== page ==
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J Physiol. 1994 Oct 15;480 ( Pt 2):395-403.

Stable human standing with lower-limb muscle afferents providing the only sensory input.

Author information

1
Prince of Wales Medical Research Institute, Prince of Wales Hospital, Sydney, New South Wales, Australia.

Abstract

1. This study investigated the sources of sensory information upon which normal subjects' ability to stand depends. 2. An 'equivalent body' was used to simulate the physical properties of each subject's body during standing. The modulation of ankle torque required to support the equivalent body in an upright position was similar to that required to support the subject's own body when standing. However, when balancing the equivalent body, vestibular inputs were excluded from directing the appropriate changes in ankle torque. Thus, stability of stance could be studied with (normal stance) and without (balancing equivalent body) modulation by vestibular inputs. Vision could be excluded by closing the eyes. Sensory input from the feet and ankles could be removed by local anaesthesia from prolonged ischaemia, induced by occluding blood flow with inflated pneumatic cuffs just above the ankles. With vestibular, visual and peripheral sensory inputs negated, standing could rely only upon remaining sensory inputs, notably those from sensory receptors in the leg muscles. 3. Unlike the human body, the equivalent body used to negate vestibular inputs is not segmented. Therefore, the effects on stability of having a segmented body were determined by splinting subjects during standing so that only ankle movement was possible. This was done in the presence and absence of visual stabilization. 4. For each experimental task, either standing or balancing the equivalent body, sway was recorded while posture was unperturbed. Root mean square values of sway amplitude and power spectra were used to compare conditions. 5. Every subject could balance the equivalent body in a stable way when the eyes were closed, and when the feet were anaesthetized.(ABSTRACT TRUNCATED AT 250 WORDS)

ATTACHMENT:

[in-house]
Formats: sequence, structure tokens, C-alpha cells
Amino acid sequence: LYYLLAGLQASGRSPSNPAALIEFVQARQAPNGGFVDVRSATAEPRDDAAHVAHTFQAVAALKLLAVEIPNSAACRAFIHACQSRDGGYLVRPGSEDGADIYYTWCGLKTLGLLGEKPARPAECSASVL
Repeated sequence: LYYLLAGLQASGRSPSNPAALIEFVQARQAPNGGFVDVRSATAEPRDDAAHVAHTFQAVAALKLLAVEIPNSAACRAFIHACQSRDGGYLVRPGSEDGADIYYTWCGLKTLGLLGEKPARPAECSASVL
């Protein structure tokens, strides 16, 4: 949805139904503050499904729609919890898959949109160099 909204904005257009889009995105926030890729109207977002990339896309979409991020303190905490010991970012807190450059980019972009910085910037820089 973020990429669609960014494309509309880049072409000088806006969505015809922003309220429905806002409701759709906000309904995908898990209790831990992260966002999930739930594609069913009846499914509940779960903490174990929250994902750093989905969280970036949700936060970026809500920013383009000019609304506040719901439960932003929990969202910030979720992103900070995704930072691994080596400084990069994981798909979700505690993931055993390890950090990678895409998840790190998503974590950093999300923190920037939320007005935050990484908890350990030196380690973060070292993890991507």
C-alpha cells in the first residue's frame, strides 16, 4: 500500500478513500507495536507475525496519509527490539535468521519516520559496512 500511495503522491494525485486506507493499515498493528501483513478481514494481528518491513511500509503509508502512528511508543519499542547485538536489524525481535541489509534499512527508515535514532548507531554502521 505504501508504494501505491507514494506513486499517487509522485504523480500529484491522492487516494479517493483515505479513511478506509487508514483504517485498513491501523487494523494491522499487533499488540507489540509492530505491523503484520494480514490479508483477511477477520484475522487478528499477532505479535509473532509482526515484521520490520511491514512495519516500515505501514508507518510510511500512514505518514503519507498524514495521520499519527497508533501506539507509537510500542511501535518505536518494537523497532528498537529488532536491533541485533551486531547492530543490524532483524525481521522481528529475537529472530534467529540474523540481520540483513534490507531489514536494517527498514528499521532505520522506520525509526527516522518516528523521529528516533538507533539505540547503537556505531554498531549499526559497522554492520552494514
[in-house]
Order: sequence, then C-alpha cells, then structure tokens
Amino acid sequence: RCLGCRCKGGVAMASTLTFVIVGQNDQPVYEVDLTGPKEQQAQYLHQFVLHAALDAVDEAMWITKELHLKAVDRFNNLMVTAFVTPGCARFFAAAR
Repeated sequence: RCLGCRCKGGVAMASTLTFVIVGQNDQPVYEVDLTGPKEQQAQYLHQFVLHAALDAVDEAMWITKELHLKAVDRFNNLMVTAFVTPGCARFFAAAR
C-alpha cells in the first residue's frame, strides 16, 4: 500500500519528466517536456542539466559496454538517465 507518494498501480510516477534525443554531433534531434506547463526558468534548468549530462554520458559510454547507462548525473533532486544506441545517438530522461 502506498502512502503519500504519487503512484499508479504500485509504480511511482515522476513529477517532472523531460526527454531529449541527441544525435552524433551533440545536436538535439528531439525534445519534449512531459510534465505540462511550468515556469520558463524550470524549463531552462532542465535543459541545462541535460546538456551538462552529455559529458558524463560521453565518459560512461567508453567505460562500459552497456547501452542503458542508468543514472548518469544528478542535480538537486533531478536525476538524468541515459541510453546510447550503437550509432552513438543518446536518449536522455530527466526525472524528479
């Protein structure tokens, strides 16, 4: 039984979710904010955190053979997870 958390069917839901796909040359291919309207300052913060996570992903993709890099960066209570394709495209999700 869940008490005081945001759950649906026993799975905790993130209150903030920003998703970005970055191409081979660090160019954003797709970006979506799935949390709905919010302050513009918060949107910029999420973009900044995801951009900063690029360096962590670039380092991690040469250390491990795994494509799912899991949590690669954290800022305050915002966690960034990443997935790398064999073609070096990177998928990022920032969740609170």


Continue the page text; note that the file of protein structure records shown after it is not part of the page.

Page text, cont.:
PMID:
7869254
PMCID:
PMC1155855
[Indexed for MEDLINE]
Free PMC Article
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